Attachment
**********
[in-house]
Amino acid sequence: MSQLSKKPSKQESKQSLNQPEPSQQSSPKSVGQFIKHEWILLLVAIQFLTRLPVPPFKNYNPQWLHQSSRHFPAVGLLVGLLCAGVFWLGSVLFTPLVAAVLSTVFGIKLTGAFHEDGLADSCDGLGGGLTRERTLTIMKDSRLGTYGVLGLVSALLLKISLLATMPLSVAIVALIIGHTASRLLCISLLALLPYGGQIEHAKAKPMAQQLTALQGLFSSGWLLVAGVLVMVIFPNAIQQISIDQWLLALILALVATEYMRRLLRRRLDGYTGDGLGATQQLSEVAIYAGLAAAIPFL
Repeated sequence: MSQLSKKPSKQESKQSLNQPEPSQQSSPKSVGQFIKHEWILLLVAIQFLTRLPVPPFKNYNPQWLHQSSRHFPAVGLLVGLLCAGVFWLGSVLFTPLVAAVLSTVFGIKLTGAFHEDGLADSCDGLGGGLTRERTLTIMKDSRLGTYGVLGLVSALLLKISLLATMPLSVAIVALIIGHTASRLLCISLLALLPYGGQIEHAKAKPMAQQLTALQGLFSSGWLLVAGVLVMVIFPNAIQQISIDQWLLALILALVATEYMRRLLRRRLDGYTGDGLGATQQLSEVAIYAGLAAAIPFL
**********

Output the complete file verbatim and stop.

[in-house]
Amino acid sequence: MSQLSKKPSKQESKQSLNQPEPSQQSSPKSVGQFIKHEWILLLVAIQFLTRLPVPPFKNYNPQWLHQSSRHFPAVGLLVGLLCAGVFWLGSVLFTPLVAAVLSTVFGIKLTGAFHEDGLADSCDGLGGGLTRERTLTIMKDSRLGTYGVLGLVSALLLKISLLATMPLSVAIVALIIGHTASRLLCISLLALLPYGGQIEHAKAKPMAQQLTALQGLFSSGWLLVAGVLVMVIFPNAIQQISIDQWLLALILALVATEYMRRLLRRRLDGYTGDGLGATQQLSEVAIYAGLAAAIPFL
Repeated sequence: MSQLSKKPSKQESKQSLNQPEPSQQSSPKSVGQFIKHEWILLLVAIQFLTRLPVPPFKNYNPQWLHQSSRHFPAVGLLVGLLCAGVFWLGSVLFTPLVAAVLSTVFGIKLTGAFHEDGLADSCDGLGGGLTRERTLTIMKDSRLGTYGVLGLVSALLLKISLLATMPLSVAIVALIIGHTASRLLCISLLALLPYGGQIEHAKAKPMAQQLTALQGLFSSGWLLVAGVLVMVIFPNAIQQISIDQWLLALILALVATEYMRRLLRRRLDGYTGDGLGATQQLSEVAIYAGLAAAIPFL